In my last post, I discussed what small business bank deposit customers need to concern themselves with in case their financial institution is shaky. Today I am going to discuss the impact on loan customers.
Small businesses that have loans with banks that are taken over by the FDIC will start making payments directly to the FDIC, who will own your note. The FDIC could sell your note to another bank (usually at a discount) or keep it themselves. Either way, you are faced with the problem that the local loan officer and bank that made your company a loan in the first place isn’t there to help you when something needs to be done to accommodate other business needs.
For example, say your local bank loaned your business money to buy some equipment two years ago on five year payout. They would have likely filled a UCC Financing Statement naming all of your company’s assets as collateral. The practice of lenders filing “blanket liens” against all collateral is very common. You have paid 2/5ths of the note off and have never missed a loan payment, but now you need to set up a working capital line of credit with a new lender. The new lender is going to want to be able to have a 1st lien on accounts receivable and inventory, but those assets are already pledged to the first loan. Now that the first loan is owned by the FDIC, you have to find someone there who will talk to you and convince them to release their interest in the accounts receivable and inventory collateral. Good luck.
I had numerous dealings with the FDIC on issues like this during the 1992-1993 time period when we were in the middle of the last major banking crisis. Sometimes it would take weeks to find someone who would discuss a customer’s needs to get collateral released. Often the FDIC would simply say no without really considering a borrower’s request and current financial condition. If the FDIC acts in the same manner it has a previous history of doing, borrowers will have a great deal of difficulty borrowing money for other purposes.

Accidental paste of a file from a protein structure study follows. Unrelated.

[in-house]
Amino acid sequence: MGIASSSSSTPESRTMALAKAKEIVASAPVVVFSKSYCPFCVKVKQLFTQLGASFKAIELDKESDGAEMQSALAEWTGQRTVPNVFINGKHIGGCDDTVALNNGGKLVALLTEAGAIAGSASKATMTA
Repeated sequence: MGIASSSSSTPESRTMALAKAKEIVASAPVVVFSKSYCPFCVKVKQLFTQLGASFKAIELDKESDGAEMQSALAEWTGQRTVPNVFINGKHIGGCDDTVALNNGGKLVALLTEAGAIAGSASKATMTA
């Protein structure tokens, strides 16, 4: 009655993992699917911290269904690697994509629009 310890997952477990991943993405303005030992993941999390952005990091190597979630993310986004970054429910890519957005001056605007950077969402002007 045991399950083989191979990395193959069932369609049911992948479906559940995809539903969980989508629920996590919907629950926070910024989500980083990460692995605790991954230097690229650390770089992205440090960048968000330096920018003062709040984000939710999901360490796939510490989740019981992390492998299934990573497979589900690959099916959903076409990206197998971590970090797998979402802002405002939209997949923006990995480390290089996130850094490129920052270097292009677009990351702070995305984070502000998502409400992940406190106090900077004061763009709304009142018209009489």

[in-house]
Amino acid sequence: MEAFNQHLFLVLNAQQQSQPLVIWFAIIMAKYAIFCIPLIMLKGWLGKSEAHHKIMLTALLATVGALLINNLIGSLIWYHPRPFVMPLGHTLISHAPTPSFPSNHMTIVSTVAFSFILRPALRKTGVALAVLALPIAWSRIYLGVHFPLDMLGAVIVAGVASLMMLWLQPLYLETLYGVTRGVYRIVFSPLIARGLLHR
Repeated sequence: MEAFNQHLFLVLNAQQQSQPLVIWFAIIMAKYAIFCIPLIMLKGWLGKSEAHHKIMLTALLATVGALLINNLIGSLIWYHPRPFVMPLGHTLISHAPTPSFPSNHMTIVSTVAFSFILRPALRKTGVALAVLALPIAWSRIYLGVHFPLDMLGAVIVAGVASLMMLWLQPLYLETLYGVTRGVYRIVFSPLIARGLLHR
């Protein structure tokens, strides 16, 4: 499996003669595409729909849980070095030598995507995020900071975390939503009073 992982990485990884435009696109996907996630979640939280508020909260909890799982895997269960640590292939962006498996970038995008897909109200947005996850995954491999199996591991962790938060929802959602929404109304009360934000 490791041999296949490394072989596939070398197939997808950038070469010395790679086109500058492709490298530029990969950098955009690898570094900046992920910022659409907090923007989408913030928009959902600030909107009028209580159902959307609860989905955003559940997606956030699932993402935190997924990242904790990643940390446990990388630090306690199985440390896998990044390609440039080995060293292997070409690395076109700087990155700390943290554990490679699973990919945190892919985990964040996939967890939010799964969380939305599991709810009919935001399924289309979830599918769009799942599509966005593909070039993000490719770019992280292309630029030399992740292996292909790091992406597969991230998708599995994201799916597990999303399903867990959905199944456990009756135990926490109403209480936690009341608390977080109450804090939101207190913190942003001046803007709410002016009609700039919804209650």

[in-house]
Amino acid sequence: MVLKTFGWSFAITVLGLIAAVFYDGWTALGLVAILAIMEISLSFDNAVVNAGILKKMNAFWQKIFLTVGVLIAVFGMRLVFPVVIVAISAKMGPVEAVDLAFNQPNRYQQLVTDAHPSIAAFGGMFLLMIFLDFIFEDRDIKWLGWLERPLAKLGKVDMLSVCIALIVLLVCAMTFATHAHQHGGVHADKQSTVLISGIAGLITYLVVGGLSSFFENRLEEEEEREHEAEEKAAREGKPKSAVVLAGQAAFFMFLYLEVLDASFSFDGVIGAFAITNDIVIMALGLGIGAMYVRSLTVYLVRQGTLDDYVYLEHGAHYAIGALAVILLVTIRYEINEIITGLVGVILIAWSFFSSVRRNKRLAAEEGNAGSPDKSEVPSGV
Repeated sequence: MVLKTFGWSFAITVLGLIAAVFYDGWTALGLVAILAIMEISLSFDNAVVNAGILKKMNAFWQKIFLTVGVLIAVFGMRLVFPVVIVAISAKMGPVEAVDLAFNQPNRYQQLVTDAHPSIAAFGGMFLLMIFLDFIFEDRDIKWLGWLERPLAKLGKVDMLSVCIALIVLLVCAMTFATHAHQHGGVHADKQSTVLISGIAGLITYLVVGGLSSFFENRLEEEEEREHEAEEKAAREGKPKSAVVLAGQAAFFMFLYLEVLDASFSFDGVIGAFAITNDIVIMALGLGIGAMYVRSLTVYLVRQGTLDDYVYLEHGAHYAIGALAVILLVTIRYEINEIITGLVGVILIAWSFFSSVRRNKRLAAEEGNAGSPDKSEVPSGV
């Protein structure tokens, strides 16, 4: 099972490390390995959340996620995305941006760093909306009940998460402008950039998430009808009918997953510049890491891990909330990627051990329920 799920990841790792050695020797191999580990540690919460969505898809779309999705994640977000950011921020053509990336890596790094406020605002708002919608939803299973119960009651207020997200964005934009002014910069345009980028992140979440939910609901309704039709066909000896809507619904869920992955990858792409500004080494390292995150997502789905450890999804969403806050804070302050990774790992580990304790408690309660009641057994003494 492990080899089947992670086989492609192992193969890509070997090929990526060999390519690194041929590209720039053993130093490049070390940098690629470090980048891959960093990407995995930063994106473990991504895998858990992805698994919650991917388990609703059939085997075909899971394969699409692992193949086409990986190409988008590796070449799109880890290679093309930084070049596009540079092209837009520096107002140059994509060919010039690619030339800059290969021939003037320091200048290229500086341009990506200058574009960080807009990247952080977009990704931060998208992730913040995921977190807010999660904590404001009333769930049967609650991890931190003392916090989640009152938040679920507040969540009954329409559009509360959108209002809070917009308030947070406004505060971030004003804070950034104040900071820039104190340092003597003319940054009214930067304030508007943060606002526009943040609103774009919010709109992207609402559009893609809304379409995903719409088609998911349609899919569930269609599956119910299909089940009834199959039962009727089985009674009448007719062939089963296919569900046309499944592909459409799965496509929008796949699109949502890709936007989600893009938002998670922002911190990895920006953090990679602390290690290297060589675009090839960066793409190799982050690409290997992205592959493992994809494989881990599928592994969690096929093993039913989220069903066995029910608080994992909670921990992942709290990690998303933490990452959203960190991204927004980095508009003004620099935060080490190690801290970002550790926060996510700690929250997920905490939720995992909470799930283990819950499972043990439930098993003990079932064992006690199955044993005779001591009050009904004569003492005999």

If a small business is very financially sound, one solution is to find a new bank and refinance the loan with a new friendly bank. The new bank will pay off the FDIC and the company’s new debt will be easier to work with.
When a failing bank is merged with another bank, your loan then is owned by the new bank that has suddenly inherited numerous “good” and “bad” loans. Most all loans have a “call” provision in them that allow a bank to require immediate payment of all money due. If your business has not performed well on the loan, you may face such a situation where the new lender doesn’t want your loan on their books. Suddenly you will be working with the new bank’s workout department which usually isn’t a pleasant experience. Obtaining new credit will be difficult as long as your loan is considered substandard by the new lender.
There isn’t much that a small business loan customer can do to avoid the unpleasant experience of having to deal with either a Federal agency about your loan or a bank that you have no history with.
If you need to obtain business credit from a bank, look at the financial condition of your potential lender as I have described in my last post. If there is any way to avoid borrowing from a shaky lender, it is wise to do so.